And the ability to ‘skip’ is not just restricted to one layer per run- depending on the input and the weights at every level, any combination of them could be on/off for a given case. The name residual can be interpreted better now – residual can mean ‘unused’, which is pretty much what f_2 is in the above example! That is not the case for equation (6), since the network does not have the choice to ignore f_2‘s output in the single term on the RHS.

Diagrammatically, you could ‘unravel’ the network like this:

screen-shot-2017-02-19-at-6-32-41-pm

Each ‘path’ in the above figure denotes some combination of the layers working on y_0 as it makes its way to the output. Every node denotes convergence (addition) of a set of paths, before passing on the sum to the next layer.

Ideally, every output would get significant contributions from every one of those paths. But that is not usually the case, as observed by the authors of the paper.

Now lets see what happens to the figure the moment you switch off f_2, cutting off all corresponding paths:

screen-shot-2017-02-19-at-6-42-16-pm

As you can see, even though f_2 makes no contributions, the input still makes its way through the remaining paths to generate output.

Intuitively, you can see why the authors think of this structure as an ensemble. At every single node (including the last one), there are multiple paths, any of which may or may not contribute to the overall output for a given scenario. You can say that every y_0 activates a unique set of paths in a residual NN.

And how many such paths are there? Its equivalent to the total cases resulting from every one of the layers being either on or off. Simple probability theory will tell you that its 2^N, where N is the total number of layers in the NN.

Unusual properties of Residual NNs

Thinking of residual NNs as ensembles motivated the authors to conduct some experiments to test their hypothesis. Essentially, what they tried to do is see which properties of ensembles residual NNs satisfy:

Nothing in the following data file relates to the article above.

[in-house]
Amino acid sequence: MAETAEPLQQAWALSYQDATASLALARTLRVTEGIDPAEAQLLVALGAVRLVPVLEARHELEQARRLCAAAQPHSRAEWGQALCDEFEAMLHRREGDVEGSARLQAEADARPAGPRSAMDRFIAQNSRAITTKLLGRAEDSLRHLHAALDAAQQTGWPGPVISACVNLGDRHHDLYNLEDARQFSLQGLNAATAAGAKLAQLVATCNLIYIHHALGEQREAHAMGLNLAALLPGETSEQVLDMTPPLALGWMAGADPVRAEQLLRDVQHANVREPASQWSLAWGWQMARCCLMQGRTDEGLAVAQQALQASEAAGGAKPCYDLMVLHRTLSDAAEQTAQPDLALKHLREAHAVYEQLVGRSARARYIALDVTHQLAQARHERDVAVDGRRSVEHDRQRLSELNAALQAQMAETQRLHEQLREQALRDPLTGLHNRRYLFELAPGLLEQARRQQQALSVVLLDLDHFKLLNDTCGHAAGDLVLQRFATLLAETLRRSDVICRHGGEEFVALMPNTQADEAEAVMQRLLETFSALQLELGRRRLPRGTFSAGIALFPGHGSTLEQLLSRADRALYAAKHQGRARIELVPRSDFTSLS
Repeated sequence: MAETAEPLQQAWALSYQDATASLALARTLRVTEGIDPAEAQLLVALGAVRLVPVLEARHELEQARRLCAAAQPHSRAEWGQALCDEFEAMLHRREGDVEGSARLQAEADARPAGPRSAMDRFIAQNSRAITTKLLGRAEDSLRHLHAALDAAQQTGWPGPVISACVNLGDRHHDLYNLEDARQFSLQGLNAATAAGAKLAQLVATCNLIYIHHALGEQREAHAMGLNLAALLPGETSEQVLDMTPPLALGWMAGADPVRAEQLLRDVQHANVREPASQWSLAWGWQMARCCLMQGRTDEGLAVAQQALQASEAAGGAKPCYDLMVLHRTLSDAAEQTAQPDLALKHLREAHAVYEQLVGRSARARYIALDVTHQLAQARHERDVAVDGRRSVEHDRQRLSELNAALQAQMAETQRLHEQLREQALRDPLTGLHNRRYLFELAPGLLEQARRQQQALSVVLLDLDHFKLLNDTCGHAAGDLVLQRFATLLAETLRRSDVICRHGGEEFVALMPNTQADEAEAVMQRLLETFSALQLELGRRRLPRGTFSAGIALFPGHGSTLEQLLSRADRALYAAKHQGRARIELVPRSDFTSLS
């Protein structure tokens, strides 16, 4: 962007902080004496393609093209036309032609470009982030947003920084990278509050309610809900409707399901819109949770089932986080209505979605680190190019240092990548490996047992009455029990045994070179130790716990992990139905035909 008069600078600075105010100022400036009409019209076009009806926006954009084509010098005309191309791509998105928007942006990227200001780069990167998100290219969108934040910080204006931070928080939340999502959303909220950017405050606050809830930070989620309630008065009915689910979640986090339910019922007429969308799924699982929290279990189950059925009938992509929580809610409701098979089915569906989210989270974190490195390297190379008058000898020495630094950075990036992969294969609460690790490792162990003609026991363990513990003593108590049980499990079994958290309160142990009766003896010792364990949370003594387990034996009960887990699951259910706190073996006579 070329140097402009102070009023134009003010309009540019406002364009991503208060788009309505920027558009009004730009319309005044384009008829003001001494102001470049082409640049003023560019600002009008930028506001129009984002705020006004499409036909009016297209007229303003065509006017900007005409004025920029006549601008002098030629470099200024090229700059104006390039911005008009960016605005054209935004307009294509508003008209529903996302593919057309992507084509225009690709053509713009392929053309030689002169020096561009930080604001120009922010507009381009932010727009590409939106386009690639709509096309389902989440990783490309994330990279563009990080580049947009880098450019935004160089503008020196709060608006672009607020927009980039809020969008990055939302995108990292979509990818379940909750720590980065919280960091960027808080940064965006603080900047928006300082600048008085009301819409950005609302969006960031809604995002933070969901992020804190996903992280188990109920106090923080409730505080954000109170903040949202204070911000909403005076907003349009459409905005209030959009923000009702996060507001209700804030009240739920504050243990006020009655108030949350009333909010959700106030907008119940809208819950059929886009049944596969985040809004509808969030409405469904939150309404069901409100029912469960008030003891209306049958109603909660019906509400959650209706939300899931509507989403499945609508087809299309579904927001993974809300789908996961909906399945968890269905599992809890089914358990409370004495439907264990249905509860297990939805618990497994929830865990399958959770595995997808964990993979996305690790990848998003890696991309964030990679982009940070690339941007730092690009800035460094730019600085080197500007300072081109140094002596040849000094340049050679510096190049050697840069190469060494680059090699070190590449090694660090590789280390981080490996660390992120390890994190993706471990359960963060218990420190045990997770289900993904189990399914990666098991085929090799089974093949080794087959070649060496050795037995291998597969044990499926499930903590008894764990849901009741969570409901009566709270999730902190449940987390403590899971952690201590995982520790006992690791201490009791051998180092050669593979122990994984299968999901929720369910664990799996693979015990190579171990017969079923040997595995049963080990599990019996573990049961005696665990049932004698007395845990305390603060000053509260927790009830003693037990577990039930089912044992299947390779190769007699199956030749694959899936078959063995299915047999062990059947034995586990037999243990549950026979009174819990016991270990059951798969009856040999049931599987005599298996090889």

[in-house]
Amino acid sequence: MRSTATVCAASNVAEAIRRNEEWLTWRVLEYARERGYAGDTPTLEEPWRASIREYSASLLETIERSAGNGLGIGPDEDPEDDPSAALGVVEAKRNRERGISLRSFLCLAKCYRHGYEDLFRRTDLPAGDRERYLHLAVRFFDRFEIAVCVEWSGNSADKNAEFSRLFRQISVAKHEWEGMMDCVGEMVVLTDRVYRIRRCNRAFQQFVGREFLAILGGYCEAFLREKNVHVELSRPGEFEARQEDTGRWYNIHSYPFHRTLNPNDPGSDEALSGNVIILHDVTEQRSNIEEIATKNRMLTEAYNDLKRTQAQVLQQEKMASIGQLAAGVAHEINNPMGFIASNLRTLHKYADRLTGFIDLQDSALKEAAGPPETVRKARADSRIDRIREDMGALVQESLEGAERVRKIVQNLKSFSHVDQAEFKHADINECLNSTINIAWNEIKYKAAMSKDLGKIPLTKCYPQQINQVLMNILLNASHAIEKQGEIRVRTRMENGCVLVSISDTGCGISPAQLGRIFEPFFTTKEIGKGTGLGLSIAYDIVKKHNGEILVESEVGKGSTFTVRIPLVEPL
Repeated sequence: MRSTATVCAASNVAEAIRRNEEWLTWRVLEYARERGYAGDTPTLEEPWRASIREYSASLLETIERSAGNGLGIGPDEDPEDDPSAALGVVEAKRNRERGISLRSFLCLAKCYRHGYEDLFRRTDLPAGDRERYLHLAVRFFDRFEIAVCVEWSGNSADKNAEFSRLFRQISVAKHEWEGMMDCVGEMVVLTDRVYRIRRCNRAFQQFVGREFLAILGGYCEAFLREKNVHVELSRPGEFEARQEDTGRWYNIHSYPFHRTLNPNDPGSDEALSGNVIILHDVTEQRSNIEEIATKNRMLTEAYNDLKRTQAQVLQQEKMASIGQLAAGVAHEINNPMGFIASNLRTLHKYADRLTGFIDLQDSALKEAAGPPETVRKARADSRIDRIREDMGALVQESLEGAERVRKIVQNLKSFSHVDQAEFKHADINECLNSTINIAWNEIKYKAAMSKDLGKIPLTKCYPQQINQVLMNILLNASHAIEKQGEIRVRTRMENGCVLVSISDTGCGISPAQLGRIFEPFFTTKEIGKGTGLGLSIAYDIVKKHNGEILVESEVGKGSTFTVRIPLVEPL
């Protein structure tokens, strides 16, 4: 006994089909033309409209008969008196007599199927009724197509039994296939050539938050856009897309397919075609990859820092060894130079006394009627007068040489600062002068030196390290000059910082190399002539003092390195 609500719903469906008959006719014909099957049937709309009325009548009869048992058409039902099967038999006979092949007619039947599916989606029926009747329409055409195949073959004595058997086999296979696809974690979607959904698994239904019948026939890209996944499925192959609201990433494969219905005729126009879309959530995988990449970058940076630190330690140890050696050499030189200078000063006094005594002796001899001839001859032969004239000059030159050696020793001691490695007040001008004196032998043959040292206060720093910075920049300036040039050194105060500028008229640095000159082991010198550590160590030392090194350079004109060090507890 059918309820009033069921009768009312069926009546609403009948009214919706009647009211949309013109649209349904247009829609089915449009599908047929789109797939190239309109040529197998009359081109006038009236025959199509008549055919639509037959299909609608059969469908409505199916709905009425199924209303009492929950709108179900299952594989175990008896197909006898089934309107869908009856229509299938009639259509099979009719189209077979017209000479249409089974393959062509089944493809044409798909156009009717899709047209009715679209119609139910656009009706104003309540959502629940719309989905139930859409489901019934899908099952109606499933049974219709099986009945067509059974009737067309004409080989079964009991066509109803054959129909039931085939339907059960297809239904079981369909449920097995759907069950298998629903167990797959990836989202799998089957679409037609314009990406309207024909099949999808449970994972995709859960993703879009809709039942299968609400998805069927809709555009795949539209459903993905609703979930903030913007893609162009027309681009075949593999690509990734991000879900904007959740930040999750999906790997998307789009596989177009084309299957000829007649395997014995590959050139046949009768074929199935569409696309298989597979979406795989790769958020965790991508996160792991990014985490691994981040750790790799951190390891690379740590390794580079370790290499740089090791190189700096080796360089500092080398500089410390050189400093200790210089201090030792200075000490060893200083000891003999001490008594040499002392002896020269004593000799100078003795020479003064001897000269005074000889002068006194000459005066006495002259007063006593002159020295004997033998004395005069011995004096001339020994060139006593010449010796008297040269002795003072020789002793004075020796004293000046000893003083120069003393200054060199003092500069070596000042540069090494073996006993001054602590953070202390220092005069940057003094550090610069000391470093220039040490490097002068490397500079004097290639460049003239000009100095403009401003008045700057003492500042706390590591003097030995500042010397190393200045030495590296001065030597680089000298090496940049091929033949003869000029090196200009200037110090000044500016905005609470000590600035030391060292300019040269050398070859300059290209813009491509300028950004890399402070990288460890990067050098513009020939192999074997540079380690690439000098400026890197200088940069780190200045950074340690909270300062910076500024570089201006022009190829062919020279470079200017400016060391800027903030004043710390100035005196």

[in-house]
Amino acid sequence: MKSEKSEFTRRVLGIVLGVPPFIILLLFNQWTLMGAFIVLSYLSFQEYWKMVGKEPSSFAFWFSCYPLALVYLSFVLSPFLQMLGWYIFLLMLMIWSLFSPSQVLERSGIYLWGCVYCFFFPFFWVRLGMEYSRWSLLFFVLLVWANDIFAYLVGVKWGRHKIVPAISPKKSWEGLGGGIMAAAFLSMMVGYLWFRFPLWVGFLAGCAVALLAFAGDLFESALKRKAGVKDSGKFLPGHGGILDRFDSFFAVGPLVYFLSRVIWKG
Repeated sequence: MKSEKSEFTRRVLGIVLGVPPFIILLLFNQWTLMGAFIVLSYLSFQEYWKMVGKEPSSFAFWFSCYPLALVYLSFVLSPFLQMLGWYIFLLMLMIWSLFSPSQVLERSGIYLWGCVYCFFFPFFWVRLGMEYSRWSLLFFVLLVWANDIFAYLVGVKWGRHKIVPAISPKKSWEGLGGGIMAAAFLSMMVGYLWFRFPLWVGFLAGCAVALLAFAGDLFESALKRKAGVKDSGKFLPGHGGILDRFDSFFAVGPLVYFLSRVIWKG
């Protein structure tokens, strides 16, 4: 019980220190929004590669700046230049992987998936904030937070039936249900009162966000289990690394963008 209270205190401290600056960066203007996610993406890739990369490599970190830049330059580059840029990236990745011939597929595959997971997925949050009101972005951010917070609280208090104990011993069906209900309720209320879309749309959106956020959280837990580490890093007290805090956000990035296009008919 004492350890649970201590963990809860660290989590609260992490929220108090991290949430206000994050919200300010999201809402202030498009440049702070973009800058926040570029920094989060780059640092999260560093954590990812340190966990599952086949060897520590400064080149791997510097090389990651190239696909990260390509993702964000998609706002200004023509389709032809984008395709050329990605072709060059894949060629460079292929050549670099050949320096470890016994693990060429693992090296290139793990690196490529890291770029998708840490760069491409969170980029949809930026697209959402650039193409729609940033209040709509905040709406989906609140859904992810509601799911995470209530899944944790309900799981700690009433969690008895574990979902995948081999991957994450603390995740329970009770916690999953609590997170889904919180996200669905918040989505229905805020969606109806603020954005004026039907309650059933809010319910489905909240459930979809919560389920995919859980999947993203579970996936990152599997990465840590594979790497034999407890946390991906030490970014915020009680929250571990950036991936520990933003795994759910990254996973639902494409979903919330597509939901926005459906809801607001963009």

1. Resilience to layer deletion: In most Neural Networks (the ones that resemble equation (2)), deleting a layer has disastrous results on the outputs – whatever the size of the overall network may be. And for good reason, as you are disrupting the one term that corresponds to the output.

But that is not the case for Residual Neural Networks. In fact, deleting 1 (or even 2 or 3) layers in large residual NNs introduces only around 6-7% of an error into the performance of the network! Moreover, deleting more and more layers actually has a pretty smooth (as in mathematically smooth) effect on the total error:

screen-shot-2017-02-19-at-9-59-23-pm

This is pretty close to how an ensemble behaves – deleting models from an ensemble does introduce error, but the increase is never drastic with respect to the number of models removed.

This can be explained easily by looking at equation (5). Even if you delete one layer from a residual NN, that still leaves 2^{N-1} terms on the RHS of the output. A bunch of them even yield the same result as they would have, with the layer in.

2. Shortening of effective paths: This is actually contradictory to what people first believed about residual NNs – that they promote deeper networks.

During training, the authors observed that the updates were not happening uniformly across all layers, as they would for normal NNs. Every training point would adjust the weights along a specific set of ‘paths’ as shown in the unravelled diagram. And most of these paths, even with 152-layer deep networks, were only 20-30 levels deep!

Even on-line, every input activated only a specific set of paths without taking significant contributions from every single layer and path in the network.

This is where the biggest revelation lies: Residual NNs work better not by increasing the effective paths, but actually reducing them! What works here is that every input has a chance to take its own unique set of paths to the output, without having to go through every single layer.

This is again similar to how ensembles are trained and run. During training, you won’t observe all smaller models in an ensemble getting significantly adjusted for every training point. On-line, there will always only be a subset of models that give a strong output for any input.

 

Thats it for now! Do read the reference paper if you feel interested, or go through the original paper to see their usage in the image processing scenario.